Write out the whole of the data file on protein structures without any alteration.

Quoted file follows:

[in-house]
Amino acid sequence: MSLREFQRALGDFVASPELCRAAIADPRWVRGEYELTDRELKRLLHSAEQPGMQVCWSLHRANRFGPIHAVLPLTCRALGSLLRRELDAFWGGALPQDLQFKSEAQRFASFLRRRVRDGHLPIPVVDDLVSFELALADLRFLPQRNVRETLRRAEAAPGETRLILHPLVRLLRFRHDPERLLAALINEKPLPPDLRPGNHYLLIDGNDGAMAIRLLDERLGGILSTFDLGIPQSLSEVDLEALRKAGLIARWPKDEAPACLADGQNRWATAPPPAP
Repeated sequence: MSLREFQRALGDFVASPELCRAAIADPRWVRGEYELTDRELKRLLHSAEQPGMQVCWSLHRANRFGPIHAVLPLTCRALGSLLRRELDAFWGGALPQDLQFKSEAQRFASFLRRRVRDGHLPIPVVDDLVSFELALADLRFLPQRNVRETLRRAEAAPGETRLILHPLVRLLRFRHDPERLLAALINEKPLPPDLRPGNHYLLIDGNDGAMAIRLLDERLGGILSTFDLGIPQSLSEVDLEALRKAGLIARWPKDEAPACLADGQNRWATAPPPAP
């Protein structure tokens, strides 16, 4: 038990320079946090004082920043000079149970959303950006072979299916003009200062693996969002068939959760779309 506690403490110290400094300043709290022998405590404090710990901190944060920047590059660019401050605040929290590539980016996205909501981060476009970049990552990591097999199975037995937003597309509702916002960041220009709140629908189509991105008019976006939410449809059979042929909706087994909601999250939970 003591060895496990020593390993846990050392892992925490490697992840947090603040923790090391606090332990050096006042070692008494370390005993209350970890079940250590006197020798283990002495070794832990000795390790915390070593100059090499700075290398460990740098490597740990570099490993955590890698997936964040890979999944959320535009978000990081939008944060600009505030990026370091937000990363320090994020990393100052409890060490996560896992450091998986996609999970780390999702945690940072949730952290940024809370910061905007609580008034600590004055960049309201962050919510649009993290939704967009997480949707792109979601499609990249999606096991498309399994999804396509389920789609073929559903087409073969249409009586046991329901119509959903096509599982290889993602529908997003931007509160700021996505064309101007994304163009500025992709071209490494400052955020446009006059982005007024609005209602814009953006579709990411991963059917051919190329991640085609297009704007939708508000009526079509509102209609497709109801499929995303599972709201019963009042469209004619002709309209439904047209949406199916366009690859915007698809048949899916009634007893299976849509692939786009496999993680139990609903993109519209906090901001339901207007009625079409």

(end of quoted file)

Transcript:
[in-house]
Amino acid sequence: MSLREFQRALGDFVASPELCRAAIADPRWVRGEYELTDRELKRLLHSAEQPGMQVCWSLHRANRFGPIHAVLPLTCRALGSLLRRELDAFWGGALPQDLQFKSEAQRFASFLRRRVRDGHLPIPVVDDLVSFELALADLRFLPQRNVRETLRRAEAAPGETRLILHPLVRLLRFRHDPERLLAALINEKPLPPDLRPGNHYLLIDGNDGAMAIRLLDERLGGILSTFDLGIPQSLSEVDLEALRKAGLIARWPKDEAPACLADGQNRWATAPPPAP
Repeated sequence: MSLREFQRALGDFVASPELCRAAIADPRWVRGEYELTDRELKRLLHSAEQPGMQVCWSLHRANRFGPIHAVLPLTCRALGSLLRRELDAFWGGALPQDLQFKSEAQRFASFLRRRVRDGHLPIPVVDDLVSFELALADLRFLPQRNVRETLRRAEAAPGETRLILHPLVRLLRFRHDPERLLAALINEKPLPPDLRPGNHYLLIDGNDGAMAIRLLDERLGGILSTFDLGIPQSLSEVDLEALRKAGLIARWPKDEAPACLADGQNRWATAPPPAP
């Protein structure tokens, strides 16, 4: 038990320079946090004082920043000079149970959303950006072979299916003009200062693996969002068939959760779309 506690403490110290400094300043709290022998405590404090710990901190944060920047590059660019401050605040929290590539980016996205909501981060476009970049990552990591097999199975037995937003597309509702916002960041220009709140629908189509991105008019976006939410449809059979042929909706087994909601999250939970 003591060895496990020593390993846990050392892992925490490697992840947090603040923790090391606090332990050096006042070692008494370390005993209350970890079940250590006197020798283990002495070794832990000795390790915390070593100059090499700075290398460990740098490597740990570099490993955590890698997936964040890979999944959320535009978000990081939008944060600009505030990026370091937000990363320090994020990393100052409890060490996560896992450091998986996609999970780390999702945690940072949730952290940024809370910061905007609580008034600590004055960049309201962050919510649009993290939704967009997480949707792109979601499609990249999606096991498309399994999804396509389920789609073929559903087409073969249409009586046991329901119509959903096509599982290889993602529908997003931007509160700021996505064309101007994304163009500025992709071209490494400052955020446009006059982005007024609005209602814009953006579709990411991963059917051919190329991640085609297009704007939708508000009526079509509102209609497709109801499929995303599972709201019963009042469209004619002709309209439904047209949406199916366009690859915007698809048949899916009634007893299976849509692939786009496999993680139990609903993109519209906090901001339901207007009625079409």